CETP inhibitor

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A CETP inhibitor is a member of a class of drugs that inhibit cholesterylester transfer protein (CETP).[1][2][3][4] They are intended to reduce the risk of atherosclerosis (a cardiovascular disease) by improving blood lipid levels. Drugs in this class substantially increase HDL ("good cholesterol"), lower LDL ("bad cholesterol"), and reverse the transport of cholesterol. As of 2015, these drugs have generally failed in clinical trials, either causing a marked increase in deaths (torcetrapib), or having no meaningful clinical improvement despite HDL increases (dalcetrapib, evacetrapib).

In clinical trials:

  • Anacetrapib, encouraging Phase IIb interim results in 2010. Two phase III trials are running until 2017.
  • Obicetrapib (TA-8995), Phase II results reported in 2015.[5]

Failed:

  • Torcetrapib, failed in 2006 due to excess deaths in Phase III clinical trials.
  • Dalcetrapib, development halted in May 2012 when Phase III trials failed to show clinically meaningful efficacy.[6]
  • Evacetrapib, development discontinued in 2015 due to insufficient efficacy.[7]

Mechanism[edit]

CETP inhibitors inhibit cholesterylester transfer protein (CETP), which normally transfers cholesterol from HDL cholesterol to very low density or low density lipoproteins (VLDL or LDL). Inhibition of this process results in higher HDL levels and reduces LDL levels.[citation needed] CETP inhibitors do not reduce rates of mortality, heart attack, or stroke in patients already taking a statin.[8]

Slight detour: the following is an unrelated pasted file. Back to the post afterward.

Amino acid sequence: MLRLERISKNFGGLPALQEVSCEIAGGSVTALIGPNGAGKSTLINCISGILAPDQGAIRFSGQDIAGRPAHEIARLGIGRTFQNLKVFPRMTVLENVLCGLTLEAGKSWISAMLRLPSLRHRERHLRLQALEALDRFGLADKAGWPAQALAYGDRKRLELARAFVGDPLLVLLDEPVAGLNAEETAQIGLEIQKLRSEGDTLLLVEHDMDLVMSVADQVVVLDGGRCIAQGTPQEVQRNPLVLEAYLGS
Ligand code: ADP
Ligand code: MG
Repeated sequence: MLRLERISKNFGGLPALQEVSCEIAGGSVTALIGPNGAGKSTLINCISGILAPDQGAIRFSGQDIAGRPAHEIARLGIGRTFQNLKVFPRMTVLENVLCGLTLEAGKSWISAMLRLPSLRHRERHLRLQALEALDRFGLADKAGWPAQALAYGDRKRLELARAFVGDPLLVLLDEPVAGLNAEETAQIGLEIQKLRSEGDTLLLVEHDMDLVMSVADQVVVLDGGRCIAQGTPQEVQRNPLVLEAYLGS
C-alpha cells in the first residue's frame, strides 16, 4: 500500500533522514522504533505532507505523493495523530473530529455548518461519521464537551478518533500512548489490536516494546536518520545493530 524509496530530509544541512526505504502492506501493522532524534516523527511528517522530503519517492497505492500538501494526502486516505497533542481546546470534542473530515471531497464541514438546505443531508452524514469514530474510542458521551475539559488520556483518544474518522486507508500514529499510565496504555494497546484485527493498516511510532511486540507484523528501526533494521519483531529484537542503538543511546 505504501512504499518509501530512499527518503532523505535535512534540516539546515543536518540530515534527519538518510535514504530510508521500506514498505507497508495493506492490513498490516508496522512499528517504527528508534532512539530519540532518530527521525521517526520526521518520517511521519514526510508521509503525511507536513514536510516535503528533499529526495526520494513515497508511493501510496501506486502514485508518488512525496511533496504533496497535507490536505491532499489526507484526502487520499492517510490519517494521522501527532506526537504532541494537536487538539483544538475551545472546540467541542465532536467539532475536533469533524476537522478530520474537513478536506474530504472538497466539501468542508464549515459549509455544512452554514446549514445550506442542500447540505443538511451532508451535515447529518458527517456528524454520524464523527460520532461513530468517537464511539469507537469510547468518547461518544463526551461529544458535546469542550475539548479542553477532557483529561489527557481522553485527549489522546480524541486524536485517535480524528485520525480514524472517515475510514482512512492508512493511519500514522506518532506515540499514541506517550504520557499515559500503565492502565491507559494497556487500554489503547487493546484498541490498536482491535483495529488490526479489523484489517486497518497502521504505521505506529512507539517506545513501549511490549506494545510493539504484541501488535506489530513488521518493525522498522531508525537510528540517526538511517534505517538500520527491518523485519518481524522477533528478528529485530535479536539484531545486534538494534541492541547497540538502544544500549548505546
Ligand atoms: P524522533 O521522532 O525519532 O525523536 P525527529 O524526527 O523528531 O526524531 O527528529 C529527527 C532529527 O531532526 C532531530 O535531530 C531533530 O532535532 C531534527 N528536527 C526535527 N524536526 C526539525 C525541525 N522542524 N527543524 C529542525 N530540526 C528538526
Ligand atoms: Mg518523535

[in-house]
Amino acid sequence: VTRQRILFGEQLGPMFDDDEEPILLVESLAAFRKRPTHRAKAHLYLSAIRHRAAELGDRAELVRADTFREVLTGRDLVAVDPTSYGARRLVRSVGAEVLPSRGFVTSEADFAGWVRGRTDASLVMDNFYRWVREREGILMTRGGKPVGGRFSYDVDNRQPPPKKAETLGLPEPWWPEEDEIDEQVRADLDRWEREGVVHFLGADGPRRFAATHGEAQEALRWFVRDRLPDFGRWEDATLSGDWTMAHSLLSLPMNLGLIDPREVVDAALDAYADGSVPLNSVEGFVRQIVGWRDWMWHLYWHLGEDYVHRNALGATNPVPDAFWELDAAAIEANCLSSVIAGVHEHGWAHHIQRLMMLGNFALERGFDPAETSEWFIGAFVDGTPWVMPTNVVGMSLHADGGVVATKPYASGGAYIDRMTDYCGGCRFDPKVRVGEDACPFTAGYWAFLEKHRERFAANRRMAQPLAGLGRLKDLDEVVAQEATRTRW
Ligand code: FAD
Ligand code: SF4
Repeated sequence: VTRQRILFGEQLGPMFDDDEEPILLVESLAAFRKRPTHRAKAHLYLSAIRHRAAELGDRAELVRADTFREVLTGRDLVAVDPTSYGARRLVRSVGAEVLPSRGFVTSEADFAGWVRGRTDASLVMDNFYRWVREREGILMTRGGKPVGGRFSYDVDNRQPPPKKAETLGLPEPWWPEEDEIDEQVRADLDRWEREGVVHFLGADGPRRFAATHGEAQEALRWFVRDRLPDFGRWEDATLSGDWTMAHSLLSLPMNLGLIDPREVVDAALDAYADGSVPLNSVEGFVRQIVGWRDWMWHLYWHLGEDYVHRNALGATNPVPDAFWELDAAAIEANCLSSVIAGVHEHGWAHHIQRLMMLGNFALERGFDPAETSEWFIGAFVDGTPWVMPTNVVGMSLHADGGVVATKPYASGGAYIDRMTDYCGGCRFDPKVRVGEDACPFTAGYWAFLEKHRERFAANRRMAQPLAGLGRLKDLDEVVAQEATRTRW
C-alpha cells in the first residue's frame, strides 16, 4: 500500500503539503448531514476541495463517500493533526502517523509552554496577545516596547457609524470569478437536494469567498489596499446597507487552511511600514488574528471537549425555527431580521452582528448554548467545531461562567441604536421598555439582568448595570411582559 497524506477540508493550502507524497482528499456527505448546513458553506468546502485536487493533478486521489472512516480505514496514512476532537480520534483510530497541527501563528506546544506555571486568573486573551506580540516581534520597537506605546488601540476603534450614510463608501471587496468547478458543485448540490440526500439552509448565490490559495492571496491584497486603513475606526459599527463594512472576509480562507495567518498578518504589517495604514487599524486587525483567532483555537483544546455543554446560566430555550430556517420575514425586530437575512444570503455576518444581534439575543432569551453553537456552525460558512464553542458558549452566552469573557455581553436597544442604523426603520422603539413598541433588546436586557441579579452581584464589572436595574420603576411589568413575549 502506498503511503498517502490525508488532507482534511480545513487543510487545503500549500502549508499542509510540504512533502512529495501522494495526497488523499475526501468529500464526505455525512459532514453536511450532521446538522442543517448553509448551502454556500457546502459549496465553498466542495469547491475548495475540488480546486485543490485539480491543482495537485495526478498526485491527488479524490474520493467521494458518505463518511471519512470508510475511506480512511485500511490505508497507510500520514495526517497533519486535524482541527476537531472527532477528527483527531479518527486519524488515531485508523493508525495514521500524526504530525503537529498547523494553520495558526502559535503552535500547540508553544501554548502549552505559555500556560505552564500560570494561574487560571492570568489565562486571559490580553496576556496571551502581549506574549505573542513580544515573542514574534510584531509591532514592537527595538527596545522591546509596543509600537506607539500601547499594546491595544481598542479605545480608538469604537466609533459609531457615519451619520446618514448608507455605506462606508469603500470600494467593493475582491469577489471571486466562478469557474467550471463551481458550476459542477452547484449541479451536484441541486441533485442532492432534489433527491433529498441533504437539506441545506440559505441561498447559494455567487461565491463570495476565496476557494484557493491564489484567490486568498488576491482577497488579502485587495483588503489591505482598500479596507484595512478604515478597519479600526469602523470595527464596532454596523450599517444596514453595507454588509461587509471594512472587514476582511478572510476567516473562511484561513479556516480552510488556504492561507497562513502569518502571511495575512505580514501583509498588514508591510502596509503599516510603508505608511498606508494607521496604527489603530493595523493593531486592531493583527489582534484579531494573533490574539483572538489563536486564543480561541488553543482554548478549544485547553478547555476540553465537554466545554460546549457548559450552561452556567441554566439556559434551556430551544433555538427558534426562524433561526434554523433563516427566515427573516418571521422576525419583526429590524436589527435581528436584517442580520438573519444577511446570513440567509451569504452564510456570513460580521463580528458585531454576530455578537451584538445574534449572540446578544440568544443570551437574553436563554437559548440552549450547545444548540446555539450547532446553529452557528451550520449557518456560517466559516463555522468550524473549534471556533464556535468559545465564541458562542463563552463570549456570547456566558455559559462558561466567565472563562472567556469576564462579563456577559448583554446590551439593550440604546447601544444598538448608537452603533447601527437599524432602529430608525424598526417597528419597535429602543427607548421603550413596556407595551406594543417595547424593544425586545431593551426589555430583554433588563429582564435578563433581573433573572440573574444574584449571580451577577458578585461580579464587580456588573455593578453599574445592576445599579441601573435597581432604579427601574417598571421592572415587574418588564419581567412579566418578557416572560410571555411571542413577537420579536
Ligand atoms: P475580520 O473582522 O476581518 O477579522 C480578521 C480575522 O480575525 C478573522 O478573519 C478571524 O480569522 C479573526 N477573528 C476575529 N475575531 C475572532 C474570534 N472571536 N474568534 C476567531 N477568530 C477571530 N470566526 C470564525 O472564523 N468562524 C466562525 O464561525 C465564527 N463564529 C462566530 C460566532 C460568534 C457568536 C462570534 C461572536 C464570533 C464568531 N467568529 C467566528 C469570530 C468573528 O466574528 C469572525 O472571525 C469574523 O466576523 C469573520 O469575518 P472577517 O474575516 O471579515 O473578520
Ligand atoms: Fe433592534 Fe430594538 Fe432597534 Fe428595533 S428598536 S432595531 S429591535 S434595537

Skeletal formulae[edit]

References[edit]

  1. ^ Tall AR (March 2007). "CETP inhibitors to increase HDL cholesterol levels". N. Engl. J. Med. 356 (13): 1364–6. PMID 17387130. doi:10.1056/NEJMe078029. 
  2. ^ Joy TR, Hegele RA (August 2008). "The failure of torcetrapib: what have we learned?". Br. J. Pharmacol. 154 (7): 1379–81. PMC 2492099Freely accessible. PMID 18536741. doi:10.1038/bjp.2008.248. 
  3. ^ Rennings AJ, Stalenhoef AF (October 2008). "JTT-705: is there still future for a CETP inhibitor after torcetrapib?". Expert Opin Investig Drugs. 17 (10): 1589–97. PMID 18808319. doi:10.1517/13543784.17.10.1589. 
  4. ^ Carmen Drahl (February 2012). "The Cholesterol Bet". Chemical & Engineering News. 90 (8): 13–20. 
  5. ^ Hovingh, G Kees; Kastelein, John J P; Van Deventer, Sander J H; Round, Patrick; Ford, John; Saleheen, Danish; Rader, Daniel J; Brewer, H Bryan; Barter, Philip J (2015). "Cholesterol ester transfer protein inhibition by TA-8995 in patients with mild dyslipidaemia (TULIP): A randomised, double-blind, placebo-controlled phase 2 trial". The Lancet. 386 (9992): 452. PMID 26047975. doi:10.1016/S0140-6736(15)60158-1. 
  6. ^ Larry Husten (May 2012). "Roche Terminates Development Of CETP Inhibitor Dalcetrapib". Forbes. 
  7. ^ "Lilly to Discontinue Development of Evacetrapib for High-Risk Atherosclerotic Cardiovascular Disease". Oct 12, 2015. 
  8. ^ Keene D, Price C, Shun-Shin MJ, Francis DP (2014). "Effect on CV risk of HDL targeted drug treatments niacin, fibrates and CETP inhibitors". BMJ. 349: g4379. PMC 4103514Freely accessible. PMID 25038074. doi:10.1136/bmj.g4379.